chapter  Chapter 10
11 Pages

The Move to Göttingen

ByRuth Michaelis-Jena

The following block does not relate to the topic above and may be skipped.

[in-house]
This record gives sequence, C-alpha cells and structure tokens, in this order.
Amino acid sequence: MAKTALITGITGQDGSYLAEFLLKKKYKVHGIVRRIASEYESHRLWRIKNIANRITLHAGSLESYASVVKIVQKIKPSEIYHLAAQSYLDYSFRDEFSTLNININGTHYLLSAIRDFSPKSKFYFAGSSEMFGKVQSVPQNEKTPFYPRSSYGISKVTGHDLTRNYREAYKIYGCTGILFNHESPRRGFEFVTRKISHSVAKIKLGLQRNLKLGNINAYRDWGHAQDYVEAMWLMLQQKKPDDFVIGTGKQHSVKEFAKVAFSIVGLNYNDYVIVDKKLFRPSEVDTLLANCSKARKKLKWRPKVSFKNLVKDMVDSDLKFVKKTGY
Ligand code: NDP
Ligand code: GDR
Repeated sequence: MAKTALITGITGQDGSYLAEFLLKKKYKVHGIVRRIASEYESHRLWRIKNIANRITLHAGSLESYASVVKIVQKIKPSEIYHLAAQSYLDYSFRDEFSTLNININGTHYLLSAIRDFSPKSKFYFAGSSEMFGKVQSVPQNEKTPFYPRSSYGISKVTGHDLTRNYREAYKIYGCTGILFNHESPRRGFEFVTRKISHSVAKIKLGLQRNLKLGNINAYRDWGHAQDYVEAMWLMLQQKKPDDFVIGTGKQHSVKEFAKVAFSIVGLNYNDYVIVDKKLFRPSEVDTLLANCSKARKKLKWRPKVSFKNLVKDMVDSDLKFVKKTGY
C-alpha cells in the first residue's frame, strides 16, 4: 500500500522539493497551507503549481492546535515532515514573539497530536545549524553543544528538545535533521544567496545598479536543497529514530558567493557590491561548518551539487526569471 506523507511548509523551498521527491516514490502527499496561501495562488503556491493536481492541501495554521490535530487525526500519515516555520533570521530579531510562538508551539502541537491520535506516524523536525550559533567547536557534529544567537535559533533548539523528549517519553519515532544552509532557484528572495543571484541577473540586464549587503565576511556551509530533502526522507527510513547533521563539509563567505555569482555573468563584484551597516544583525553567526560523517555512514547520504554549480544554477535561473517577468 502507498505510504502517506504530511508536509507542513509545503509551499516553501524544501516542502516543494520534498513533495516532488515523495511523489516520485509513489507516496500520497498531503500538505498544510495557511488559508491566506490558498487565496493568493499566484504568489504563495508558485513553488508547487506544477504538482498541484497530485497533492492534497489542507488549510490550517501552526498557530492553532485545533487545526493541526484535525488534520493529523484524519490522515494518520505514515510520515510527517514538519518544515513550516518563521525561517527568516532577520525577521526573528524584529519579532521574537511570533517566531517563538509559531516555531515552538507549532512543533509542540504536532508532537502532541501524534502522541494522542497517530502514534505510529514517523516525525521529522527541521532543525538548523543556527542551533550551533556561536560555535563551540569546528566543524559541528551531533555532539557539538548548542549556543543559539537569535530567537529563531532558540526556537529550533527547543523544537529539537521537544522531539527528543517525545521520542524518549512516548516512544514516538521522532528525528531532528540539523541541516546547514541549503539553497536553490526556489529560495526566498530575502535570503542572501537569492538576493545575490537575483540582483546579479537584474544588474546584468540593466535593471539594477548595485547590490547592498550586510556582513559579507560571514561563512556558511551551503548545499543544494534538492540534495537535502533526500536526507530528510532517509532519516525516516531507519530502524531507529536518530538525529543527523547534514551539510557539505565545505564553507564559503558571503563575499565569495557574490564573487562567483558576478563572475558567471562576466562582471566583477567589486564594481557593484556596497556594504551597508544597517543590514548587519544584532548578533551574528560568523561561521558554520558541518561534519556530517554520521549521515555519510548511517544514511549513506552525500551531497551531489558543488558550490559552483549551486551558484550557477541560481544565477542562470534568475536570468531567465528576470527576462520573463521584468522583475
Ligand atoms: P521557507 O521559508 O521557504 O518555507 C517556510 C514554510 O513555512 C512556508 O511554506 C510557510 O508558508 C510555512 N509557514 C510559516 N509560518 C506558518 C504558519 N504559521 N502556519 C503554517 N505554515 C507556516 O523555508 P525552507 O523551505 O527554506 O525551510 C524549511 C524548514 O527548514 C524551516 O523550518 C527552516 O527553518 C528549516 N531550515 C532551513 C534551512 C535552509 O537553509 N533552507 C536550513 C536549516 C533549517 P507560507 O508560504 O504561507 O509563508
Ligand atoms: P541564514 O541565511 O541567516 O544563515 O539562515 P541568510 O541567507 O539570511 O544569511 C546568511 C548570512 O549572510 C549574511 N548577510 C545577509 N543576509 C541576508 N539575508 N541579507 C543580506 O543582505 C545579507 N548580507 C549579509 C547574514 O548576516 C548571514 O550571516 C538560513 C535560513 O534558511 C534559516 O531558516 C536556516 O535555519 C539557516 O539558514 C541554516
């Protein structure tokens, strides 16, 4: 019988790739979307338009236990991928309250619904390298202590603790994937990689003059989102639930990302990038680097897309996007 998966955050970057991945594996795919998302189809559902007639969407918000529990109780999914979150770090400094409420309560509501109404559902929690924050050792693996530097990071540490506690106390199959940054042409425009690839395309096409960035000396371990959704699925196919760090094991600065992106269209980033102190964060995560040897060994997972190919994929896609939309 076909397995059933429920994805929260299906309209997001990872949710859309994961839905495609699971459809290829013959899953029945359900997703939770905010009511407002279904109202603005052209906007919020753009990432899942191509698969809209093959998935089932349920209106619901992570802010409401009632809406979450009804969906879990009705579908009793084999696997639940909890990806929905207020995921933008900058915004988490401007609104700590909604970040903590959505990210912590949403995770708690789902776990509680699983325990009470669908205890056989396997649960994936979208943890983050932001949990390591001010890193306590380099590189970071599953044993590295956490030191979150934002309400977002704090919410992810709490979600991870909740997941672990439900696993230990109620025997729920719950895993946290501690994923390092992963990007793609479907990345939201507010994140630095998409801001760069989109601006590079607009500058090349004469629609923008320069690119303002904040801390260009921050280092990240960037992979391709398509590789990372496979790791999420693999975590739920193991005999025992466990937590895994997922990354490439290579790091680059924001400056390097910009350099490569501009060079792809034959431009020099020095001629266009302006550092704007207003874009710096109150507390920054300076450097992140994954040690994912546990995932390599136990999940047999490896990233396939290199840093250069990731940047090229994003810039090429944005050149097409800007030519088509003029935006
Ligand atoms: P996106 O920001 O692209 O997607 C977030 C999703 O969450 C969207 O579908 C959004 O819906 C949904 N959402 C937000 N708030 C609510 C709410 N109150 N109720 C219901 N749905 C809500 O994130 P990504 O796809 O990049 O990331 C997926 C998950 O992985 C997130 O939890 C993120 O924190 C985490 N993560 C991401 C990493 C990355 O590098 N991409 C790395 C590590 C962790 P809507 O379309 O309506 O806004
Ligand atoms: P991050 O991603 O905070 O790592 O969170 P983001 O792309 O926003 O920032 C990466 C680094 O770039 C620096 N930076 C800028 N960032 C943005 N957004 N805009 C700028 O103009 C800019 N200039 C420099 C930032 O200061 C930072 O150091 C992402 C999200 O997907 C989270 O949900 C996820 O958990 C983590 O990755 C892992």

The Christmas days of 1829 were joyless, spent in an almost empty house, with ‘all the usual order gone’. Through Professor Benecke’s kindness the brothers found the stoves lit in their temporary lodgings, and some furniture placed in position. The reactionary King Charles had to flee to make room for his portly Orleans cousin, Louis-Philippe, the Roi-Citoyen. Jacob was disturbed by the political turmoil, and his love of freedom offended by the strong measures taken to hold down subversive – demagogic – elements. Independent thinking, which after the Wars of Liberation had entered the stuffy atmosphere of the German middle class, took a severe blow. A series of lectures on Anglo-Saxon themes, at Cambridge, and the edition of the Poem of Beowulf, in 1833, established Kemble’s reputation in England. Kemble’s warm friendship for the Grimms was reciprocated, and lasted for many years.